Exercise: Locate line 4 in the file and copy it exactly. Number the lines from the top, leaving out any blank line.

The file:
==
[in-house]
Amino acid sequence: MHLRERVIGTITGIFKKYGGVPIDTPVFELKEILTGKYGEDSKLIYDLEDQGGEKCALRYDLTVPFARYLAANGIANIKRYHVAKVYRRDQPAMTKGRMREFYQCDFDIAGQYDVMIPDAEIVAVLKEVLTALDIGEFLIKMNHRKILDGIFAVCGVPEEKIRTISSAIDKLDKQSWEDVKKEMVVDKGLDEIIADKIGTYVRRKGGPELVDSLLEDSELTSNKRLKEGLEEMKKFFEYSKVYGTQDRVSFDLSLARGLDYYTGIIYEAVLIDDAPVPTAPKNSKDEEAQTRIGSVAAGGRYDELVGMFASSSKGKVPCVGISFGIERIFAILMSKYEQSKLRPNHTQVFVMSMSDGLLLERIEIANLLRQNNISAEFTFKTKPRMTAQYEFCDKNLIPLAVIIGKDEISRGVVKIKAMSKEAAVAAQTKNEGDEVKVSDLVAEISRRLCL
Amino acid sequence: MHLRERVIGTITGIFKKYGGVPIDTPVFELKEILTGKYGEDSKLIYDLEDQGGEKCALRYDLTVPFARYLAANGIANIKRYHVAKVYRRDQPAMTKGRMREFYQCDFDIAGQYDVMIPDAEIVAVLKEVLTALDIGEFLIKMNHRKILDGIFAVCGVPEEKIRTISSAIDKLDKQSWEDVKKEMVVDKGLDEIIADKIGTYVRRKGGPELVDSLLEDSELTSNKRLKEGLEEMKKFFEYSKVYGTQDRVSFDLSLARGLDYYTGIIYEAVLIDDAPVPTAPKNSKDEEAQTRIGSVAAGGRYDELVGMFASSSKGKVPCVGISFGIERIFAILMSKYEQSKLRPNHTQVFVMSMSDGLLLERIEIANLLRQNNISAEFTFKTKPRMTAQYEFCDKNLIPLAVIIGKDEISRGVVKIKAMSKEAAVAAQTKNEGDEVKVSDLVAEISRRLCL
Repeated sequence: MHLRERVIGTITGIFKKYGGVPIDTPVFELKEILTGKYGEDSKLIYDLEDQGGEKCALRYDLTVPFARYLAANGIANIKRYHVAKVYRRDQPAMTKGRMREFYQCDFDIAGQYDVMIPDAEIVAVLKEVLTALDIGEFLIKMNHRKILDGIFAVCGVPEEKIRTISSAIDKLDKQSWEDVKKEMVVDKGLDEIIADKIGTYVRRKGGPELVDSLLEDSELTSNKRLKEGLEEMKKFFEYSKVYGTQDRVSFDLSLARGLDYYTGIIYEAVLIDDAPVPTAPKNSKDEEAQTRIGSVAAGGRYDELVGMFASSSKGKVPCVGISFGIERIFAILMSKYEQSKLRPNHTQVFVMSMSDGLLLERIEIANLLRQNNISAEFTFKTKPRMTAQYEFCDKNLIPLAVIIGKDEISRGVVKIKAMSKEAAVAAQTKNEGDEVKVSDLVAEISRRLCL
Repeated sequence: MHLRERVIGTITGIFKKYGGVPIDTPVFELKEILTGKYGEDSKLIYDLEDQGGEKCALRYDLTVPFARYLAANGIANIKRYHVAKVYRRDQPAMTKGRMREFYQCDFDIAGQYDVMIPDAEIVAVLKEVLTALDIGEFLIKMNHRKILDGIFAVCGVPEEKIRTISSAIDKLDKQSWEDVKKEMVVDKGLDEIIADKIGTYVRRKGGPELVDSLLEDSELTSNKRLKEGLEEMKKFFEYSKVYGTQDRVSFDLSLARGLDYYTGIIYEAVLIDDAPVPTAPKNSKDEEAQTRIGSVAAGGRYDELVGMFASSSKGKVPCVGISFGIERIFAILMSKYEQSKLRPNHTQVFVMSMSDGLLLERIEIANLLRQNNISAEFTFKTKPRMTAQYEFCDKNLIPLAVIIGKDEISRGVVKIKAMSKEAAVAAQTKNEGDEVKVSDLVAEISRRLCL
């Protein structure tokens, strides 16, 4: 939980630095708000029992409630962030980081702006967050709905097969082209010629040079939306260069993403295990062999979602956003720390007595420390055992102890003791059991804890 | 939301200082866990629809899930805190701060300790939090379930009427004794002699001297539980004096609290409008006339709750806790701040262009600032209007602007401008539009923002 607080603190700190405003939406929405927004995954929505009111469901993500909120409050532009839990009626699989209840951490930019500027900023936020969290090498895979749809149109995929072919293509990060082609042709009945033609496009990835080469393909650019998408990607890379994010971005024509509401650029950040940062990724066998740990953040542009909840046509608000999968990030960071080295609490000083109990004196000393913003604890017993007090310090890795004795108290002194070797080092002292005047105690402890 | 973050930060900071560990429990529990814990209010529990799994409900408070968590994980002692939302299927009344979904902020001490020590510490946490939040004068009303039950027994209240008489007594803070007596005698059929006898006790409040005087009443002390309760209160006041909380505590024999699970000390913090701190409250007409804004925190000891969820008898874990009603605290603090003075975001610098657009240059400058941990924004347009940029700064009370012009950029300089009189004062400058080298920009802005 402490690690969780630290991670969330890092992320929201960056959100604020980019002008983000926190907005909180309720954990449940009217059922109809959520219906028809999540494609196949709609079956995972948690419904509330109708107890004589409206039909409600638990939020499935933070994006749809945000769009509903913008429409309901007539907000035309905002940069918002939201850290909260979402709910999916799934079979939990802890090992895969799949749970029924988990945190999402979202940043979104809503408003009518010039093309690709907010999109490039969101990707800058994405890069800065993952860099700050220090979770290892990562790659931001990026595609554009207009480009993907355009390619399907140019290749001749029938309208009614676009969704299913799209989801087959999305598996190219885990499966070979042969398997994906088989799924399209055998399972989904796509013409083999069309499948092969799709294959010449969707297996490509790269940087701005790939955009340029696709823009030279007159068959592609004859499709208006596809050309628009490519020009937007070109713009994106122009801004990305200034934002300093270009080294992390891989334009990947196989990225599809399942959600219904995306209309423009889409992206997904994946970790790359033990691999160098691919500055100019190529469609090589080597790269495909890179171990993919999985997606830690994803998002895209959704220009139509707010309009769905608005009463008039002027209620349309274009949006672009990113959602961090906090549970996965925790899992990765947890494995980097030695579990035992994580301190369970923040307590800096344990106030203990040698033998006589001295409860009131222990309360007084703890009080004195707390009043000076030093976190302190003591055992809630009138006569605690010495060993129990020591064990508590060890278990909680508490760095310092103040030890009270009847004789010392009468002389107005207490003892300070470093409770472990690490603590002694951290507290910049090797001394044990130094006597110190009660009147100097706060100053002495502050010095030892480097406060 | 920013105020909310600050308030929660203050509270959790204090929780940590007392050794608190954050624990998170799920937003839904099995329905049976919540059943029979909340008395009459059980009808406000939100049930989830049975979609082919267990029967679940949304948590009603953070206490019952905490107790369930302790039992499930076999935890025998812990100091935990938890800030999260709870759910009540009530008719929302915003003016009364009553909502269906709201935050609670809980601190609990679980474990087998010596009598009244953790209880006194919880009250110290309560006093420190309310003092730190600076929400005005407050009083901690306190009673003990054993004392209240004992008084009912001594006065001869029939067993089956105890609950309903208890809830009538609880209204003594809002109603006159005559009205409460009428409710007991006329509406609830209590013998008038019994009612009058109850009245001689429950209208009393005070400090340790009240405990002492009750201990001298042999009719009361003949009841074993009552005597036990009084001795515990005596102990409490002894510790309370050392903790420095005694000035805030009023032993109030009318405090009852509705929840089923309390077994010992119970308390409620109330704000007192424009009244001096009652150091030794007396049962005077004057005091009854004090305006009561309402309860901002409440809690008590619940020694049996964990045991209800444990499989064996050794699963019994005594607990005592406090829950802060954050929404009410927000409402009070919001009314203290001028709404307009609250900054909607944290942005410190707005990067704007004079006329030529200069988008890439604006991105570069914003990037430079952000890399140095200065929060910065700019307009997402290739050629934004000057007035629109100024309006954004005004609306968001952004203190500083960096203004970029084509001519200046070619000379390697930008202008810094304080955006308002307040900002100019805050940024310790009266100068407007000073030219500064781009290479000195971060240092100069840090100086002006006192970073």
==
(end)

Repeated sequence: MHLRERVIGTITGIFKKYGGVPIDTPVFELKEILTGKYGEDSKLIYDLEDQGGEKCALRYDLTVPFARYLAANGIANIKRYHVAKVYRRDQPAMTKGRMREFYQCDFDIAGQYDVMIPDAEIVAVLKEVLTALDIGEFLIKMNHRKILDGIFAVCGVPEEKIRTISSAIDKLDKQSWEDVKKEMVVDKGLDEIIADKIGTYVRRKGGPELVDSLLEDSELTSNKRLKEGLEEMKKFFEYSKVYGTQDRVSFDLSLARGLDYYTGIIYEAVLIDDAPVPTAPKNSKDEEAQTRIGSVAAGGRYDELVGMFASSSKGKVPCVGISFGIERIFAILMSKYEQSKLRPNHTQVFVMSMSDGLLLERIEIANLLRQNNISAEFTFKTKPRMTAQYEFCDKNLIPLAVIIGKDEISRGVVKIKAMSKEAAVAAQTKNEGDEVKVSDLVAEISRRLCL